It struck me hard when I saw a video of her dancing with husband, Dr. Marcus Bachmann, following a speech in Des Moines. They did a perky couple dance called “Swing,” once called the “Lindy,” short for “Lindy Hop,” honoring Charles Lindberg’s 1927 solo flight across the Atlantic Ocean. You hardly see it anymore because it demands coordination between partners. These days, couples dance less with each other than near each other, each doing his or her own moves. Watching the Bachmanns dance, I thought of something Martha Graham said: “Movement never lies.”
The Lindy, or Swing, if you prefer, has a tricky six-beat step against a musical eight. Partners cling together and must stay keenly aware of each other’s moves, not a dance for dreamy lovers. The Bachmanns pulled apart and drew back together, cut smooth figure-eights, she twirling under his extended arm, `never breaking contact. Dr. Bachmann is beefy but light on his feet, like Jackie Gleason or John Belushi, and he led strongly, as one would expect considering their view of a proper male-female relationship. Their fans, clapping on the downbeat, ate it up.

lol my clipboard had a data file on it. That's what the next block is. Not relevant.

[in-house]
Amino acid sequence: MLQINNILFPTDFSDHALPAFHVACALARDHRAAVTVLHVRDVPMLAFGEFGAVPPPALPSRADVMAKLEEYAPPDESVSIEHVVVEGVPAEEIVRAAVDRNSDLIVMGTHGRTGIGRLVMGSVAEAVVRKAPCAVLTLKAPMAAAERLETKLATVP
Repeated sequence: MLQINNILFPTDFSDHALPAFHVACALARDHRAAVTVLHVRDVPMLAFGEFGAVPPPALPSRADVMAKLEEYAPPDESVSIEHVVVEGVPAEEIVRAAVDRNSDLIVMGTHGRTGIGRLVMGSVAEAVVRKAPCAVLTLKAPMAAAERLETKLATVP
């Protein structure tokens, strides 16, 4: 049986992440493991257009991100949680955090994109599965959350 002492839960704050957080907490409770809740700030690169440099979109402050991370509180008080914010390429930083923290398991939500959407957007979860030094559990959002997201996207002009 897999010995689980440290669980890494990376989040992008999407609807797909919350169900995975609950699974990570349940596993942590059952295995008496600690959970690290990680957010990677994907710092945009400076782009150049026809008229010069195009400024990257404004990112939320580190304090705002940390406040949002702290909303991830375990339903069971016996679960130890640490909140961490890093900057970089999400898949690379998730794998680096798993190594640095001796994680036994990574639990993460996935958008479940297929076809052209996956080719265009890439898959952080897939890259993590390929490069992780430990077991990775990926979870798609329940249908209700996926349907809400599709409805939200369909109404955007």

Michele smiled, but less with pleasure than dogged determination. She moved with high energy and a continuous bounce, like a rocker arm on an old V-8 engine, or a basketball dribbled inches from the ground, moving unstoppably and mechanically, like a wooden ballerina in a Swiss cuckoo clock when it strikes the hour.
Michele Bachmann’s movement message came loud and clear: “This is my world and it better be yours because it’s my way or the highway.”